Canon EOS R5

We would be remiss if we didn’t mention the Canon EOS R5.

Aimed squarely at landscape photographers, the R5 contains an impressive full-frame 45MP CMOS sensor, paired with a DIGIC X processor. This combo allows for 12 fps continuous shooting and 5-axis sensor image stabilization for stable handheld shots, even in bad light.

The R5 contains one of Canon’s best sensors, which means you should be able to capture more than enough dynamic range to play around with in post-production. It also comes with a high-resolution 5.76m-dot electronic viewfinder and 3.2" LCD touchscreen. This is imperative when out in the field so you can check and make sure your images are properly exposed.

The R5 has an extremely durable, weather-sealed body so you don’t have to worry about taking it out in inclement weather. That also makes it more attractive to backpackers, although its considerable bulk might give some people pause. At 1.62 lb, the R5 isn’t the heaviest camera on our list but it’s also not the lightest.

If you’re planning to use your camera for other things besides landscapes, the R5’s fast autofocus, 20 fps burst rate, and ability to shoot 8K raw video, makes it an enticing option. Even if you’re not planning to do video or take wildlife photos right away, it’s comforting knowing that you own a camera that can grow with you.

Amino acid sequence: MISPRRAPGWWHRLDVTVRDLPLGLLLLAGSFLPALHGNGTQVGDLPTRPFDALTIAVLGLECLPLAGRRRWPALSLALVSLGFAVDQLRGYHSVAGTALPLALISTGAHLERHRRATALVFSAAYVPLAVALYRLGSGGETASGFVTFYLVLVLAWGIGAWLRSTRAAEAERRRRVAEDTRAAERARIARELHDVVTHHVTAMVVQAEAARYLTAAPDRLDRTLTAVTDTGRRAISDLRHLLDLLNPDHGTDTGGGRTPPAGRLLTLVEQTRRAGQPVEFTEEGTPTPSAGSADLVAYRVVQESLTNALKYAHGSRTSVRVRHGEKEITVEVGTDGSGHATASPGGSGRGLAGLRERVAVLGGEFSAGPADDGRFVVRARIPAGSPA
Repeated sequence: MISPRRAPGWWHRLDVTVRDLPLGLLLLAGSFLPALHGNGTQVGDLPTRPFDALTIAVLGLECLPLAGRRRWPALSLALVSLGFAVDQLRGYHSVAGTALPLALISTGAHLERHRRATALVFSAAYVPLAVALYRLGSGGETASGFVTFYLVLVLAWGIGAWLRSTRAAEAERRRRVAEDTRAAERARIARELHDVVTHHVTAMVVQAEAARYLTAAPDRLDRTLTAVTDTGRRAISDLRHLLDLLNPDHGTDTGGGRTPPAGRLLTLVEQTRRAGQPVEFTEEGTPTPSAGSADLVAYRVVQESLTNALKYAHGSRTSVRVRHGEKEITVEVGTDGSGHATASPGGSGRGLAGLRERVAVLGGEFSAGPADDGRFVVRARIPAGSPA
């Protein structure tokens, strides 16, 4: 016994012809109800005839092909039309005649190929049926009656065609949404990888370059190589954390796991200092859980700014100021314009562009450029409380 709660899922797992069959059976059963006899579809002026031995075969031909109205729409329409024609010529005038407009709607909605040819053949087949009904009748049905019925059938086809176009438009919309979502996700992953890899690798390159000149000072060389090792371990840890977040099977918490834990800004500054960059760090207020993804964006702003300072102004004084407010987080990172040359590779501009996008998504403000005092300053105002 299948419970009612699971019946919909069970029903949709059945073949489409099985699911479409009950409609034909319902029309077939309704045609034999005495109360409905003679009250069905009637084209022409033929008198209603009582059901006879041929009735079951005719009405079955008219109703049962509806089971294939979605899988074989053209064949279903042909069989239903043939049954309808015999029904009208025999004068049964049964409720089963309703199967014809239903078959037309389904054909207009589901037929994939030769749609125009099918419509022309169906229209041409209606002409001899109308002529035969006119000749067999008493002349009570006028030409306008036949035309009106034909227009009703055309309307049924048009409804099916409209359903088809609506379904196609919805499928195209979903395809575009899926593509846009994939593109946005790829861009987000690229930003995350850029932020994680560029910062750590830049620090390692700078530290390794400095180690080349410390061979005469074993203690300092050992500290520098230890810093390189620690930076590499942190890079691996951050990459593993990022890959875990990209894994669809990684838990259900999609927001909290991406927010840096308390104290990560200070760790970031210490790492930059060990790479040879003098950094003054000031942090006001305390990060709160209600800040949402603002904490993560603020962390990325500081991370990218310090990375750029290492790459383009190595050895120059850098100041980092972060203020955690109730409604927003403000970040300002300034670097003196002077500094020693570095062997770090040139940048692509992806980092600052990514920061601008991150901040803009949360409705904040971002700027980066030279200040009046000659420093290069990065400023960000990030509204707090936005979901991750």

Not only can you make beautiful, large prints from the R5, it also comes equipped with Canon’s color science, world-class image stabilization, and excellent dynamic range. If you can afford it, this camera is one that would serve you well for years to come.

Hasselblad X2D 100C

For the pixel peepers out there, we’ve included the Hasselblad X2D 100C.

Unlike the other cameras on this list, the X2D 100C is a medium format mirrorless camera, meaning its sensor is about twice the size of a full-frame camera’s. That large, 100MP BSI CMOS sensor commands an impressive 15 stops of dynamic range with 16-bit color depth. And when applied to landscape photography, it makes scenes appear almost lifelike. With vivid color and impressive depth in the highlights and shadows, this is truly a magnificent camera.